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%% Emulation Rambler                                  by  Jason Compton  %%
%% The A64 Package V3.0                   %%

Things come full circle, I suppose.  About a year ago this time, I debuted
this column with a small review of three products.  One of them was The
A64 Package V2.0.  I won't bother repeating it here,  but I won't need to,
because A64 V3.0 is a very new and different product from its predecessor.


Let's face it.  A lot of Amiga users, myself among them, are 64 converts,
who for whatever reason decided to stick with the Commodore brand name
when it came time for them to pick a more powerful computer.  I had told
myself that I'd still screw around on the 64 when I got the Amiga.  That 
didn't happen.  But I still had everything, including a software 
collection spanning 6 years of 64 use.  Shame to put all that to waste,
but inconvenient to have a separate computer system set up.  This is 
where emulators come in: space- conscious, and, if you're lucky, 

A64's premise

Questronix (well, Cliff Dugan, they seem to be one in the same) has put a
lot of work into making this thing run properly.  A64 is, just like a 
real 64, based around a BASIC and a Kernal ROM.  Because Commodore's ROMs
are copyrighted, though, and Dugan wanted the emulation available to 
everyone, he physically wrote his own ROMs for the A64.  (not a small 
task!)  However, for increased software compatibility, it is suggested 
that you pull the ROM images from a real 64 and have them on tap, just in

A64 comes with a small beige box.  One end is a parallel connector, the
other is the 64's serial port.  To this, you can hook up any legal 64 
serial device (like a disk drive or printer) and use it in A64.  In 
addition, the 64 emulation can use the Amiga's serial and parallel 
ports, and can assign legal AmigaDOS paths as 64 floppies.

While A64 is running, the Amiga side is totally disabled.  However, the
emulation can be frozen, allowing access to the Amiga side, with the
keypress Alt-Alt.  (incidentally, the keyboard is emulated in a fairly
logical manner, unlike A64 1.0, which had users trying to reach the DEL
key for the Inst/Del key on the 64.  It resembled the 64 keyboard more
closely, but was horrible in practice.)  From here, quite a few things 
can be changed about the emulation: The way the screen and sprites are
displayed, how raster splits are being treated, and even a 64 monitor
mode can be entered.  There are also some very interesting options
here, the best being Save Map, but I'll get to that in a future issue.

Putting A64 to Work

So, when it's finally time to put A64 to work, let's say you've dug up a 
1541 floppy and have hooked it up.  There.  All set.  Now you have to 
find a piece of 64 software to put in it.  Once you start loading it, 
you can go over this checklist to make sure it will work (and believe 
me, you'll have time considering how long it takes the 1541 to load 

1.  Does this program have a fastloader?
2.  Does this program have a copy protection scheme that's going to do
    nasty horrible things to my disk drive?
3.  Is this program a demo?

If the answer is yes to any of these questions, you can be fairly certain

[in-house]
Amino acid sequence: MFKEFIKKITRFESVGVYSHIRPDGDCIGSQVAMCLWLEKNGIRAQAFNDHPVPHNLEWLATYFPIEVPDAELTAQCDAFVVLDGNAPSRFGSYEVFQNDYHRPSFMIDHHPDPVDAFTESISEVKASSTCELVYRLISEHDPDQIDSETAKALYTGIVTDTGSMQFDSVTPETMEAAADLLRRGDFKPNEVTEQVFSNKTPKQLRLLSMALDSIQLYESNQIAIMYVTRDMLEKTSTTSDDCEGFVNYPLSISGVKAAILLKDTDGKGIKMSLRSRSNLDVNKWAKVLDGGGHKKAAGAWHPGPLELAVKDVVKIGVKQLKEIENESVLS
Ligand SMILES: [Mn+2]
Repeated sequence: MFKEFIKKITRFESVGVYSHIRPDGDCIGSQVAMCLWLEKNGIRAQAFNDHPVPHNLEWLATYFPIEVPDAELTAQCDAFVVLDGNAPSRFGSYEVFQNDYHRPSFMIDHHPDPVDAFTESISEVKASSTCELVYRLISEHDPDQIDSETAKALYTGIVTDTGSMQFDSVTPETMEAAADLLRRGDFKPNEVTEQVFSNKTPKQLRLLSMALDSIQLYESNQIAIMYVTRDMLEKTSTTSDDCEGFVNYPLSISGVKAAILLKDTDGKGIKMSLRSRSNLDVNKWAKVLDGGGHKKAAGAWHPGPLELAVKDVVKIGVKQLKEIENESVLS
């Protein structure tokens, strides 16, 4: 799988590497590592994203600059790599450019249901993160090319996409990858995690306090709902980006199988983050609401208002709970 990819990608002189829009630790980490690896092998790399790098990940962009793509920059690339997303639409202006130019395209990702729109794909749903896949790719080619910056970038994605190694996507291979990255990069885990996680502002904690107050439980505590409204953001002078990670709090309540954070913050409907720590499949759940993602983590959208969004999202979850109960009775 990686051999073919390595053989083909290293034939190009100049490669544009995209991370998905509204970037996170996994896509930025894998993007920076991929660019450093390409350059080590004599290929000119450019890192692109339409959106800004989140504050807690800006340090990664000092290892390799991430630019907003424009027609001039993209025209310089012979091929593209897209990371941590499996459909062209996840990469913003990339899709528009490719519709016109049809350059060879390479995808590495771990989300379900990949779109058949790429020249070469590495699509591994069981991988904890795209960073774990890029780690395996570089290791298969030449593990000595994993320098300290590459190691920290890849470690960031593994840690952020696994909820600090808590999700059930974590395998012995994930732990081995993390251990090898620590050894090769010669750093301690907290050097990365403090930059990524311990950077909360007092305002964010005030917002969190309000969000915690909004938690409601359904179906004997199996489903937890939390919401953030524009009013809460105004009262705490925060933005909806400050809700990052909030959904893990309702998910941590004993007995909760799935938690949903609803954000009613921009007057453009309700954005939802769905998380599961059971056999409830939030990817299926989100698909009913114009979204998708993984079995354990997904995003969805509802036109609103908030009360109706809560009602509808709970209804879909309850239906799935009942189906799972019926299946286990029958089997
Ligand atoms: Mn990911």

that you're probably not going to get what you wanted.  Fastloaders tend
to kill A64, clunking copy protection often freezes up, and most demos
are coded with methods A64 isn't used to seeing.  (a friend of mine was
a demo/intro coder on the 64, and virtually everything he's written shows
up incorrectly)

Anything which is straightforward with no big graphical tricks runs just
fine: and in this there ARE games included.  However, one of the biggest, 
most often appearing graphical problems come with raster splits that
change character banks: if you know what I mean, great.  If you don't,
it means a trick that lets the 64 use two different sets of characters on
the same screen.  Usually, A64 only picks up on one or the other.
That means that part of the screen will look garbled, because what's
supposed to be there is data contained in another character set which
would have made it look pretty.

Navigating and getting stuff

Of course, I spoke earlier about the A64 interface box, that allows you
to use 64 devices, and the ability to use AmigaDOS paths as disk drives.
You'll want to take advantage of the Amiga device capability, because
the speed difference is phenomenal (and you think 880k floppy drives
are'll BEG for them once you use a 1541 again for a time).
A program called 64Tools helps out here, allowing you to copy between
manipulations to the files, particularly stripping the load address (two 
bytes at the start of 64 files).  The transfer is slow, but if the files 
are used often, the savings are well worth the trouble.  Using a modem 
to download files (a 64 term, of course) to the hard drive directly 
should be a treat as well.


I went over the basic rules earlier.  However, it is worth mentioning 
that A64 supports Isepic files with an included patch, and can support 
GEOS on 68000 machines ONLY.  I have not had a chance to test either, 
but will try to dig up a copy of GEOS to run on a friend's 500 soon.

Compatibility can really only be found on a case-by-case basis.  It is
my experience that any program, if it can load correctly, will run.  How
well it runs or how good it looks can be another story entirely, and 
depends a lot on how much the user plays with the graphics options.  
Using these options allows you to set screen refresh rates, sprite 
refresh rates, raster interpretations, color schemes, and more.  There 
are a LOT of possible settings, and finding the one just right for the 
game you've been wanting to play for 5 years may take a little time.

Next week, I'll talk about how to get more speed from the A64, and offer
a few more thoughts on the product.

Until then, keep the emulators warm.